2019

3.4 PER MILLION

Rediscovering True North

Customer satisfaction must remain a priority

by Mike Carnell

During my years at Motorola, I had the pleasure of viewing a video by the popular trainer Morris Massey. In the video, he introduced the concept of a "significant emotional event." At the risk of not doing his work justice, such an event is something that is so traumatic for a person that it can significantly alter his or her behavior and, possibly, his or her value system.

As a nation, and quite possibly as a global community, we all have experienced a significant emotional event: a year’s worth of economic turmoil. We have all survived various types of historical events or Wall Street scandals without them directly impacting most of us on a personal level. Very few of us, however, have been untouched by this recession.

Before the recession hit, we were witnessing the globalization of virtually every type of business. The market was expanding at an exponential rate, driven by technological innovation that was growing faster than the market. As quickly as a market matured, a new one was spawned.

In that high-energy, fast-paced environment, as many businesses focused on entering an emerging market early, it was easy to take your eye off customer satisfaction as a critical component in running a business. We could still speak about customer satisfaction, but did we really practice it?

An eye on the customer

What does this have to do with Six Sigma? Six Sigma was developed at Motorola at a very competitive time in many of its markets. It had nothing to do with repackaging total quality management or breaking into consulting markets with a new method.

Six Sigma was simply one of five key initiatives that were to be used to achieve Motorola’s fundamental objective (everyone’s overriding responsibility) of total customer satisfaction.1 Motorola understood that the least expensive customer was the one you already had and that the least expensive way to retain that customer was to satisfy them.

Unfortunately and fortunately, Six Sigma is somewhat indiscriminate. It is a method that analyzes data, and it doesn’t matter the type of industry, the volume of product or the goal of the project. If you develop projects focused on customer satisfaction, Six Sigma will deliver answers to problems about customer satisfaction. If you develop projects focused on cost reduction, Six Sigma will deliver answers to problems concerning cost.

As the method grew in popularity, Six Sigma evolved from delivering business results based on customer satisfaction to delivering business results based on cost reductions. Why? Think about it. What is the easiest thing to sell to business leaders? Cost reductions, of course, because that’s something easily quantified by the accounting system.

It could be argued that current accounting methods do not address true cost very well, but that is irrelevant. Remember, management is measured by numbers provided by accountants.

If you have a cost-reducing method, you will have a much easier time selling it to management. Those are the same people who sign the consulting contracts. The result? The link between customer satisfaction and Six Sigma has become more of a historical footnote during the last few years.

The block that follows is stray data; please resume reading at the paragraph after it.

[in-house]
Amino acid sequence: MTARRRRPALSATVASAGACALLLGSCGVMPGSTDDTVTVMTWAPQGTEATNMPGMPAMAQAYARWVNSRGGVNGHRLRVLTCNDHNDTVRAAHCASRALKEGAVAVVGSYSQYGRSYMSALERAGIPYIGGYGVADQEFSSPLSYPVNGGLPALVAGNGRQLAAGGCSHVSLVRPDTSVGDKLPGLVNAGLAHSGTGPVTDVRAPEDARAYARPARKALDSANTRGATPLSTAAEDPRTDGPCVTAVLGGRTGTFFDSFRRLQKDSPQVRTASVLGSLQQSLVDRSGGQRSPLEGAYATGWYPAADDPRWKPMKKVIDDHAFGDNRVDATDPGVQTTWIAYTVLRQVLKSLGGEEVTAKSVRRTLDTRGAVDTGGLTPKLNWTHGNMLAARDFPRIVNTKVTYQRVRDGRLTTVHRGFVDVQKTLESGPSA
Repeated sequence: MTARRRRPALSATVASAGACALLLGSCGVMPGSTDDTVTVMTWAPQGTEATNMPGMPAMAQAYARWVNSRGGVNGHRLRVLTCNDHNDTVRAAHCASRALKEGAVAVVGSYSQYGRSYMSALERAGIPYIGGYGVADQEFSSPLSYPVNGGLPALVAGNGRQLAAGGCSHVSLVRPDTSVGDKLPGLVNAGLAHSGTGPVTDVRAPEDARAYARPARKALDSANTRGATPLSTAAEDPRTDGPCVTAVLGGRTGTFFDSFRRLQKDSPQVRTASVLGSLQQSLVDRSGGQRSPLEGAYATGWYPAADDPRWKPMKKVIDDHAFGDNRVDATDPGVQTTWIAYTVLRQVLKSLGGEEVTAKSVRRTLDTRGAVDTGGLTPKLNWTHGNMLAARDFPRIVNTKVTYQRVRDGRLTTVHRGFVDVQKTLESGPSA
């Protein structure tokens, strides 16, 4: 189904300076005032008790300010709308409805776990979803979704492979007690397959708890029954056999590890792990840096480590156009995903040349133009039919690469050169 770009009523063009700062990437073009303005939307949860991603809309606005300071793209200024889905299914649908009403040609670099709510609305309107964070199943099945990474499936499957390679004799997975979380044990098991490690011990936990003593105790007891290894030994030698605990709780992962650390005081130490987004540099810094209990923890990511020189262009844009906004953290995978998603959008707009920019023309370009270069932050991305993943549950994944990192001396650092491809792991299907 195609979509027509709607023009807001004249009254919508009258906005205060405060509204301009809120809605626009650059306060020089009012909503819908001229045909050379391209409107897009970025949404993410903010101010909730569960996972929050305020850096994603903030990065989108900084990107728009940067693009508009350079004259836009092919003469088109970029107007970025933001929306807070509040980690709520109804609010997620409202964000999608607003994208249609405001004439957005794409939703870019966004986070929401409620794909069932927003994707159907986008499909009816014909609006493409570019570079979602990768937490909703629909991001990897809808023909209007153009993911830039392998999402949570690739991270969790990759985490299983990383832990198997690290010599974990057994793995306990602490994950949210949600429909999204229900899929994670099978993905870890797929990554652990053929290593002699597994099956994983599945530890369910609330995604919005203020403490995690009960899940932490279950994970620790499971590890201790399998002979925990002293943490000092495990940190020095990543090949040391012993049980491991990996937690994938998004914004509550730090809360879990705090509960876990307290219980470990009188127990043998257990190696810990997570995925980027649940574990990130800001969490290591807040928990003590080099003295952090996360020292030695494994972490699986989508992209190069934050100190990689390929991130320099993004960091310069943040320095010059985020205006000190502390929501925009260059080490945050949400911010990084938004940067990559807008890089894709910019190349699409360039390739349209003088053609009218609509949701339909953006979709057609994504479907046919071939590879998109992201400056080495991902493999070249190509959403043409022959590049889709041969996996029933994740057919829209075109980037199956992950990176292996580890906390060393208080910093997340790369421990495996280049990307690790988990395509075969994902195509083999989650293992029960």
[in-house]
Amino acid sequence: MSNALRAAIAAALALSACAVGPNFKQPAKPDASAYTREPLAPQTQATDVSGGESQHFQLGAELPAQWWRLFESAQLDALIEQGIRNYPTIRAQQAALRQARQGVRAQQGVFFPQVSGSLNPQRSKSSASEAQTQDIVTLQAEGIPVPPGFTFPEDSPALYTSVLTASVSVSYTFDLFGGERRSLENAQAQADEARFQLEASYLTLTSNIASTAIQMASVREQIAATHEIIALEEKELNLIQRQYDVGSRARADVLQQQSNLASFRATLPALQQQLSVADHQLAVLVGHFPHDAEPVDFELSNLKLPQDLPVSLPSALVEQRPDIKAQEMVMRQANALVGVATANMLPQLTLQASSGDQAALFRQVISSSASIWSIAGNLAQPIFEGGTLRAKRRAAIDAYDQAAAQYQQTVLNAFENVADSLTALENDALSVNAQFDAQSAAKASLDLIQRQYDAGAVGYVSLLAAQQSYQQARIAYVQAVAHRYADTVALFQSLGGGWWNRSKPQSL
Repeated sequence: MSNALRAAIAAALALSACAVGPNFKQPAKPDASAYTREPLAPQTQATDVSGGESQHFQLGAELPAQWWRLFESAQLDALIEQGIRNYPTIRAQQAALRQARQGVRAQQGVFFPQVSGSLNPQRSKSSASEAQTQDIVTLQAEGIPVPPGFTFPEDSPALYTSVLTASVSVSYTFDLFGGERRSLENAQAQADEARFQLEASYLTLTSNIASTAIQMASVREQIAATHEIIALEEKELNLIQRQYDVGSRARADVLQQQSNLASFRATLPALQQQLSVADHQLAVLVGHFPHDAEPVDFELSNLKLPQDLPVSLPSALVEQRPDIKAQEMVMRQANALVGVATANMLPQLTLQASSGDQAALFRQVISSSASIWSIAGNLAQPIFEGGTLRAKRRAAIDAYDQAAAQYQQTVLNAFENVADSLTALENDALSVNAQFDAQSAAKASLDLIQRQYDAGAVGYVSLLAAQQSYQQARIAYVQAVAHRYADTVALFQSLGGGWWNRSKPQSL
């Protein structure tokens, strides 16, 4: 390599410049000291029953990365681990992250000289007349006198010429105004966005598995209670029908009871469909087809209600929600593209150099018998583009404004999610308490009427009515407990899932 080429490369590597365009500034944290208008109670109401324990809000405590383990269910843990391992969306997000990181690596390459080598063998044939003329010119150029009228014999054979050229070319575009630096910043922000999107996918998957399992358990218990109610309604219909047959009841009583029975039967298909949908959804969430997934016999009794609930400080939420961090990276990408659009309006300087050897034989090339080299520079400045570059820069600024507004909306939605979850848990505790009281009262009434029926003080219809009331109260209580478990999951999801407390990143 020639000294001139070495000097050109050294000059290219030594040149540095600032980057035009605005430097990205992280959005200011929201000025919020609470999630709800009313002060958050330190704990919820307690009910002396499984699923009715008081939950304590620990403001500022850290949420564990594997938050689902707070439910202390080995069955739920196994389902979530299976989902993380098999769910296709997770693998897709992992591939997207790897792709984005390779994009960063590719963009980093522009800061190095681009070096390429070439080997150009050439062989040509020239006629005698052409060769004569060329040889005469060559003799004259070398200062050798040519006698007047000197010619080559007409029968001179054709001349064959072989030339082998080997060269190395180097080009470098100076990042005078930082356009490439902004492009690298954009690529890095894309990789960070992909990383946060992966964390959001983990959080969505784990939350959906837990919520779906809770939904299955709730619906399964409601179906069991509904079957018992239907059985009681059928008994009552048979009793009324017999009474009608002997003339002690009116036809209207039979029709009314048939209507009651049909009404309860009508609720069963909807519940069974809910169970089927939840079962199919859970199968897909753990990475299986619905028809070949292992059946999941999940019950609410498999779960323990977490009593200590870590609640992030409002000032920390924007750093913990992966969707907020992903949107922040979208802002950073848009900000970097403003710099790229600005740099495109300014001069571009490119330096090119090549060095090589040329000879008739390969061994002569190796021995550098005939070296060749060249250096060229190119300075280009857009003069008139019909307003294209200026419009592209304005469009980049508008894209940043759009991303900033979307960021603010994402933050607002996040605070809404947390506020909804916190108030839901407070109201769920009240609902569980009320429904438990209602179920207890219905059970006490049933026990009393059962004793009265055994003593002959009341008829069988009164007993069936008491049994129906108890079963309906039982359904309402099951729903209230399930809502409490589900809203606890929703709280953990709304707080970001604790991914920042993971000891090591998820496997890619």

A balancing act

As the recession deepened, the revenue of many businesses has shrunk faster than it was possible for those businesses to cut costs. In fact, the entire available global market dramatically shrunk. Suddenly, it is a scramble to find customers.

There is a large cost associated with identifying and obtaining new customers. In these times, it is an additional cost most companies cannot afford. Our business compass has now swung around and, again, seems pointed north toward finding ways to keep the current customer base.

As markets slowly shrink or expand, the organization that is the lowest-cost producer has the best chance to be one of the last ones standing. If you are the lowest cost supplier with no customers, however, you won’t make it out of the recession. It is a balancing act.

In the past, Six Sigma has been used repeatedly to understand where the leverage lies: Where is the nonvalue-added part of the business that does nothing for the customers and adds cost to the business? Where do you leverage things your company provides that set you apart from competitors?

A pure cost-cutting program is internally focused and may or may not benefit the customer. Driving benefits from the perspective of creating customer satisfaction provides an external focus. Companies that have never lost sight of their customers have put themselves in positions where they are considered a part of the customer’s success model. It doesn’t make these companies bullet proof, but they also won’t be abandoned by the customer for a penny’s difference in cost, either.

The pairing of Six Sigma and total customer satisfaction was not some serendipitous event that worked out well. It was a well-defined, thoughtful strategy. It was a simple, yet elegant, corporate objective supported by key beliefs, key goals and key initiatives.

A low-percentage proposition is the idea that someone will install an operating system that controls cost to the point that the company becomes world class. The keys to long-term success are customers and revenue. If we’re lucky, our significant emotional event will leave that mantra indelibly imprinted on our psyche.


Note

  1. At Motorola, we were all expected to carry a card in our wallets that spelled out the corporate strategy, as well as key beliefs, goals and initiatives Motorola wanted its employees to understand and follow.

Mike Carnell is president and CEO of CS International in New Braunfels, TX. He earned a bachelor’s degree in business administration from Arizona State University. Carnell is a member of ASQ.


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